RTÉ and the hounding of Beverley
After what seemed a non-stop barrage of negative publicity in the national media, Beverley Flynn may have reason to think that the tide is finally starting to turn.
The front cover of Village, the current affairs magazine edited by Vincent Browne, last week carried the headline ‘RTÉ and the hounding of Beverley’ beside a photo of the Mayo deputy.
Inside, in a three-page spread, Browne argues that Beverley was hard done by in her failed libel action against RTÉ in the High Court, and also in the subsequent proceedings in the Supreme Court.
Browne, himself a barrister, clearly pins his colours to the mast in the opening paragraph of his article. RTÉ broadcast a false report about Beverley Flynn on June 19, 1998, he said. She took a libel action against the station, confident in the knowledge that what RTÉ’s Charlie Bird and George Lee had reported about her in their ‘exclusive’ story of June 19, was simply untrue. She had not advised the retired farmer, James Howard, not to avail of a tax amnesty.
“If the libel case had simply been about that core issue, she would have won handsomely,” he concludes.
Browne then goes on to castigate RTÉ who, he said, succeeded in digging itself out of the hole in which the false broadcast had landed them. Now, he says, they are threatening her with action that could spell the end of her political career.
The article continues by examining the likely political scenario with Flynn running as an independent Fianna Fáil candidate. She should, he speculates, be able to withstand the RTÉ bankruptcy claim, retain her Dáil seat and still have a few cards to play against RTÉ.
Interestingly, given the perceived hostility of the Dublin media to the Flynn political lineage, the cudgels are taken up on Beverley’s behalf in a second article in the same magazine, this time by John Waters of the Irish Times.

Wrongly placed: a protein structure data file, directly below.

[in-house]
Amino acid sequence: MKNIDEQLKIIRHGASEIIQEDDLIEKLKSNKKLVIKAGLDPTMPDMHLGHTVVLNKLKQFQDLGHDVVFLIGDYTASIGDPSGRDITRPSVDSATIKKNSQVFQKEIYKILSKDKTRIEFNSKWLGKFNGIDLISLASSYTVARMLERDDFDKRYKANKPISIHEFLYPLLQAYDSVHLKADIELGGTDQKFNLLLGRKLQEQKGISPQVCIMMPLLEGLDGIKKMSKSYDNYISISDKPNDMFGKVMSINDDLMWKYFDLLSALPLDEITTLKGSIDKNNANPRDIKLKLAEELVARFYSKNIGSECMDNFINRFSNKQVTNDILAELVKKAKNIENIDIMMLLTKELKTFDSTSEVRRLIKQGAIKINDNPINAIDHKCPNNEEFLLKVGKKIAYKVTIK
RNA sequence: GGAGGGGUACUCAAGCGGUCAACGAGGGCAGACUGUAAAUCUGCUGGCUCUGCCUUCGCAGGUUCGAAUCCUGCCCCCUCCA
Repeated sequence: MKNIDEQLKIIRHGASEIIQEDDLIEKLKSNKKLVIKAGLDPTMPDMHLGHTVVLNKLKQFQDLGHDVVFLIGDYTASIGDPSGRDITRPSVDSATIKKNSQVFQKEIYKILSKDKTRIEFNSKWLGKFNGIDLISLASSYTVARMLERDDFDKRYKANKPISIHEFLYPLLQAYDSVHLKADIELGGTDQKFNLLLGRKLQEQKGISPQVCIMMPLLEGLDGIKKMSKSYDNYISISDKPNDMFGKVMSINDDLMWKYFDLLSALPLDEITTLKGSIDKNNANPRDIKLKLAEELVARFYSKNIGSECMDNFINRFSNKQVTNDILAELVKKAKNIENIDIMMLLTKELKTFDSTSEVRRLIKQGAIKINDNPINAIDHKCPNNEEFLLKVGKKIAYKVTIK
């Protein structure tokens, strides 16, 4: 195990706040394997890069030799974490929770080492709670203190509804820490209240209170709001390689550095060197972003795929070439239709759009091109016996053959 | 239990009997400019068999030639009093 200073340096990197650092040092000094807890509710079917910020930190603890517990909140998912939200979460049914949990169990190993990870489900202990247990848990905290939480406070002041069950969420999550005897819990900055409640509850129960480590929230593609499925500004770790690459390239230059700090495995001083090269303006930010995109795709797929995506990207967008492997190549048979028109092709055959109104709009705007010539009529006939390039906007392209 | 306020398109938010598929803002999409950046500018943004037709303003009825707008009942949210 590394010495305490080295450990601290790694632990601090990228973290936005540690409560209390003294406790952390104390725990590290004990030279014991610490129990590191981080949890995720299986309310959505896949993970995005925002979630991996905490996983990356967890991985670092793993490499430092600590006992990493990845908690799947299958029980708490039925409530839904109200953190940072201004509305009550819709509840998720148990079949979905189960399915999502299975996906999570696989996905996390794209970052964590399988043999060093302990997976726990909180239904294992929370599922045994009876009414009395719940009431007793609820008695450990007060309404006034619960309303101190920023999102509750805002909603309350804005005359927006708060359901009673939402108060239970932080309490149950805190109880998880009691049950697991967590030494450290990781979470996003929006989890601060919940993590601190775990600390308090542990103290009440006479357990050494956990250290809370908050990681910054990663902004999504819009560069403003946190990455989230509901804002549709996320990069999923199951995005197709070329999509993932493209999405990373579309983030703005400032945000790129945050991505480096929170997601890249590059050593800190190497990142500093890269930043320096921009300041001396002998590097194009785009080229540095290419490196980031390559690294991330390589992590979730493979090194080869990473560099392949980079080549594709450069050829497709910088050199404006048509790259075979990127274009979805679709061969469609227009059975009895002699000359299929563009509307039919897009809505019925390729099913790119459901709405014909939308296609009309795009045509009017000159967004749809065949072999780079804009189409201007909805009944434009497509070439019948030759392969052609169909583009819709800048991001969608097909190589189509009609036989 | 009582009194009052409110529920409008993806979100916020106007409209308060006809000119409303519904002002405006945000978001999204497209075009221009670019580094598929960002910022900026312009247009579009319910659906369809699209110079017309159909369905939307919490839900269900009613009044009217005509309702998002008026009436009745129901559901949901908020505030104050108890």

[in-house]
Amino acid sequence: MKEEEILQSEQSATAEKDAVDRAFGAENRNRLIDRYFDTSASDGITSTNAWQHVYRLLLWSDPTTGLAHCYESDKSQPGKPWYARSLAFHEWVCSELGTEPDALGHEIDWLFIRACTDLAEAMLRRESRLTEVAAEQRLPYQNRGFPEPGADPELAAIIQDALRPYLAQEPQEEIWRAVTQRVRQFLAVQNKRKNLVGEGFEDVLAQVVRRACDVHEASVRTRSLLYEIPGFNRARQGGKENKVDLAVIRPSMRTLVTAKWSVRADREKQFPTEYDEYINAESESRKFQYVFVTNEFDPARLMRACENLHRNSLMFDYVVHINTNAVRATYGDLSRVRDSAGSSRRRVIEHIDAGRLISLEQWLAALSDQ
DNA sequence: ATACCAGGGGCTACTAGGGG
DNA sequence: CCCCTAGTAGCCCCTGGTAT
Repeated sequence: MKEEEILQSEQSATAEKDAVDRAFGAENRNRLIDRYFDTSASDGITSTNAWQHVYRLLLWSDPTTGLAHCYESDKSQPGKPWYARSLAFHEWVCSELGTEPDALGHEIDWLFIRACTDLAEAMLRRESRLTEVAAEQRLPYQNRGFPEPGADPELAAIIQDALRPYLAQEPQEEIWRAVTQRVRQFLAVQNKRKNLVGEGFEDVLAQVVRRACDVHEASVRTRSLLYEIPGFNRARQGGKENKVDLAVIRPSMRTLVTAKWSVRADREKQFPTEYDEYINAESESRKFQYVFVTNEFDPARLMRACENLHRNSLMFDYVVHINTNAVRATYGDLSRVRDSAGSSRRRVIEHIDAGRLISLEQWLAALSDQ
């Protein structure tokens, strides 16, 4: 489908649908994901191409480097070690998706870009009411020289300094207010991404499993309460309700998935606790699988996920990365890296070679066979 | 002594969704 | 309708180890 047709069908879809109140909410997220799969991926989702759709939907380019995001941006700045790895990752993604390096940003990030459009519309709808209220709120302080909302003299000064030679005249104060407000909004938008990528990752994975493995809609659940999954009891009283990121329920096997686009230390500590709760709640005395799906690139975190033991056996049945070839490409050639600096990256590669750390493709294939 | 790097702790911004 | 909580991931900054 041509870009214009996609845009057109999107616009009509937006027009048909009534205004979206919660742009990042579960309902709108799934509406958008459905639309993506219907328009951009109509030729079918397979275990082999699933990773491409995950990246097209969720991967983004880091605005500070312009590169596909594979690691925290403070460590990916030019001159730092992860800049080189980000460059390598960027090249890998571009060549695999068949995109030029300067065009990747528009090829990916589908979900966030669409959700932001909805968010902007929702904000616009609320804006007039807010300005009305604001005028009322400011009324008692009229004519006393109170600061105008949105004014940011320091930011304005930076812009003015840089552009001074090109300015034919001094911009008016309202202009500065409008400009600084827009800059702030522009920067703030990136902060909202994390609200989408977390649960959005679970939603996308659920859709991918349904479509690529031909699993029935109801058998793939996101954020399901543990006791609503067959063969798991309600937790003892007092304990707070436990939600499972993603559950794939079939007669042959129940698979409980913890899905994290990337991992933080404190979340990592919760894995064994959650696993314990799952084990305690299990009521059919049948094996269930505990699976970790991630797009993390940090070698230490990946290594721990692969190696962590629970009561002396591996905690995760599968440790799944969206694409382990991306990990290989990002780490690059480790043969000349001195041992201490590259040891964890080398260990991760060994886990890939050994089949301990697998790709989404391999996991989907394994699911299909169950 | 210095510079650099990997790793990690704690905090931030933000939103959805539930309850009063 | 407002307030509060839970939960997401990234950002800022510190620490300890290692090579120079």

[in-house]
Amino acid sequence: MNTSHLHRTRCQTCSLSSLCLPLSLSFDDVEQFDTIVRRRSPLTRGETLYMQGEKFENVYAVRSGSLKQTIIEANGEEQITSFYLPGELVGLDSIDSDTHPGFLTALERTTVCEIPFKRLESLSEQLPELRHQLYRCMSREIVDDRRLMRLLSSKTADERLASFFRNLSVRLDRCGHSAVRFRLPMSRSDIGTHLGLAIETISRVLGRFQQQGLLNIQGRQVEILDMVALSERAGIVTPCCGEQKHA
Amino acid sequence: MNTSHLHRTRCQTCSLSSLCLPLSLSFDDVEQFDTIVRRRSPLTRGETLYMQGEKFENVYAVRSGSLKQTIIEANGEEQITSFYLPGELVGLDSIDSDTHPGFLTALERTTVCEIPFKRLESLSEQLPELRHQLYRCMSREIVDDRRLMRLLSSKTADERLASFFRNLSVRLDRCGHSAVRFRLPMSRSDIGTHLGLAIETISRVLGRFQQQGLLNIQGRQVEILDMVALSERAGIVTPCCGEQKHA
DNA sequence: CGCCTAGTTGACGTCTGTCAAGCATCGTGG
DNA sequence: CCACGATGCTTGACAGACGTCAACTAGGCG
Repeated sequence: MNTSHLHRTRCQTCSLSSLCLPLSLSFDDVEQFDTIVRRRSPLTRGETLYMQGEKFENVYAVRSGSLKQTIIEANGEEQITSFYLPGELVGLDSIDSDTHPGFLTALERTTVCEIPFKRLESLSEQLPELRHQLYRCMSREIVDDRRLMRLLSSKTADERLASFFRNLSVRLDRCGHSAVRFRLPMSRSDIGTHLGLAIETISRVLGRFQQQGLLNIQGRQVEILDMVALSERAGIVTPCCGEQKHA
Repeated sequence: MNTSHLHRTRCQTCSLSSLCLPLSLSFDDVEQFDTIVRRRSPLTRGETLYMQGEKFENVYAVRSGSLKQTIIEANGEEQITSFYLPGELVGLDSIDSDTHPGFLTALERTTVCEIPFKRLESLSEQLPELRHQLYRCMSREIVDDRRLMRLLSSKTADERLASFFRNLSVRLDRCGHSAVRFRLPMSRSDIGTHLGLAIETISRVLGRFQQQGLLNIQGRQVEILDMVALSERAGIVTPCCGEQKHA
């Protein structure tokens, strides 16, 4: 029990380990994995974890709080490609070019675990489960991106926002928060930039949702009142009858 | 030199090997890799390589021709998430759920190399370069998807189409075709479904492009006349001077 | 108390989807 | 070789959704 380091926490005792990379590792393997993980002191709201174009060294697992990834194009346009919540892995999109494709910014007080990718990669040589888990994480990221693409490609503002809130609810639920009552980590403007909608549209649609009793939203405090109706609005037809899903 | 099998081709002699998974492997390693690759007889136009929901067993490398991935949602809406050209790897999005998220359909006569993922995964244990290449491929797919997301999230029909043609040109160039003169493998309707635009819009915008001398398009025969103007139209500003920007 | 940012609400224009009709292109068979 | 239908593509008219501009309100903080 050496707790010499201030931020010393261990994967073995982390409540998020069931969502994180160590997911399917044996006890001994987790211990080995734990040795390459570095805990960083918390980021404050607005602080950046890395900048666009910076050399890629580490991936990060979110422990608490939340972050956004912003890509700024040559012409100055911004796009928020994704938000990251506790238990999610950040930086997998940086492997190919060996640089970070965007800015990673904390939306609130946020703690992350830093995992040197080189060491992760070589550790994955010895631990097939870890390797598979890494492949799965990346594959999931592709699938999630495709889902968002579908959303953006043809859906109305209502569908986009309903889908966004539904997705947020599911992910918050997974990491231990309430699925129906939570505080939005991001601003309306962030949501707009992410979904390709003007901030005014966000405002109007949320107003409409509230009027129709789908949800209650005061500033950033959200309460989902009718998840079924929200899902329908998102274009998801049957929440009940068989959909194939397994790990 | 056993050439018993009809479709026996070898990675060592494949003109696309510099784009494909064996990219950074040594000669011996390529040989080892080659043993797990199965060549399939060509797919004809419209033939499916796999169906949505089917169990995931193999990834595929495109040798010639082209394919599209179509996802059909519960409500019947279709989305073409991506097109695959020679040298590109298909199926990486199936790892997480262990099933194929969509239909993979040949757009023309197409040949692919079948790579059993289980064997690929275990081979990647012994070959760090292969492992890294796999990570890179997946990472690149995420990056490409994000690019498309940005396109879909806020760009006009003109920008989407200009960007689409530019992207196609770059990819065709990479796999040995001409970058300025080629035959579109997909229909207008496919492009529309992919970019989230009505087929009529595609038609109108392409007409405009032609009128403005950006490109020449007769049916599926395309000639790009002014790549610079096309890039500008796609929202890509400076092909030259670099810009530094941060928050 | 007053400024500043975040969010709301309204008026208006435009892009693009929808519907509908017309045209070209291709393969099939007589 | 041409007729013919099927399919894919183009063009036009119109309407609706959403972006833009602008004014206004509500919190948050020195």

“The news that RTÉ had requested the Mayo County Sheriff to collect from Beverley Flynn a sum of €1.8m in libel costs would, in a properly functioning democracy, have occasioned outrage,” he began.
“A healthy media would have been calling for a mechanism whereby a person could defend her good name without having to impoverish herself,” he went on. “Instead, we witnessed undisguised delight at the downfall of someone who had the temerity to take on the media, and the misfortune to lose.”
All of this is surely of cold comfort to the Mayo TD who had few enough defences in the media when she really wanted them. Raking over the coals of that court case, even for someone with the forensic objectivity of Vincent Browne, won’t make a whit of difference to the result of the libel trial.
According to Browne, Beverley Flynn is currently in negotiation with RTÉ on a schedule of payments to clear the debt, which includes the value of her house in Castlebar in Manor Village. But, he says, that offer is not acceptable to RTÉ.
All of which comes back to RTÉ’s valid claim that the money owed is public money, which they must be seen to recover. The other side of the coin, however, is whether the national broadcaster would be better served by arranging a schedule which would see it eventually recover its costs, rather than – in Browne’s words – hounding their quarry to the extent where they would drive her out of public life, but recover nothing at all.